66 percent say they would have a better chance of making $15 an hour and being able to support their families if they could join a union; and

Support for $15 and a union is particularly strong in the South: 77 percent of Southern respondents expressed support.

“We’ve long known that unions help create good jobs and boost the economy, and now we know that underpaid workers share that view as well,” said NELP Executive Director Christine Owens. “An overwhelming majority want $15 and a union—and a president who will stand behind them in support of these basic rights. Underpaid workers in our country are a powerful force to be reckoned with in the workplace and the voting booth.”

The poll notably found that half of all respondents have heard of the Fight for $15—affirming the power of a fast-growing movement that started less than three years ago when 200 fast-food workers walked off the job. By comparison, 52 percent of Americans say they have heard of Muhammad Ali.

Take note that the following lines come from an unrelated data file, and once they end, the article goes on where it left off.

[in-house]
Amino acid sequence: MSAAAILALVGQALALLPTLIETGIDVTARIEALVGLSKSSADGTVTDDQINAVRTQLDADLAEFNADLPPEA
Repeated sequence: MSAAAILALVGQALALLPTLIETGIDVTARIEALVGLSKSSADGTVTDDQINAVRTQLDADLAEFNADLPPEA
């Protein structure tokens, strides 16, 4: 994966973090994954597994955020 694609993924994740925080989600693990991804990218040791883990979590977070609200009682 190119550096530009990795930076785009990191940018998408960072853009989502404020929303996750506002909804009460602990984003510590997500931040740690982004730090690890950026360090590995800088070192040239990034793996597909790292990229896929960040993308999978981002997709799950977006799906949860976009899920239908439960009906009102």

The study was designed by Maryland-based public opinion polling firm Victoria Research & Consulting and conducted in August and September of 2015. To accurately locate underpaid workers across the country, a highly mobile population, polling was conducted entirely online, with responses collected via mobile phone, tablet, or computer. The 2,284 respondents were U.S. citizens, worked at least 10 hours per week, and were paid less than $15 an hour, or $31,000 per year for salaried positions. The margin of error for the Harris Panel is 2.3 percent with 95 percent confidence level; margin of error for YouGov Omnibus is plus or minus 2.0 percent.

DOWNLOAD: Underpaid Worker Poll Results Memo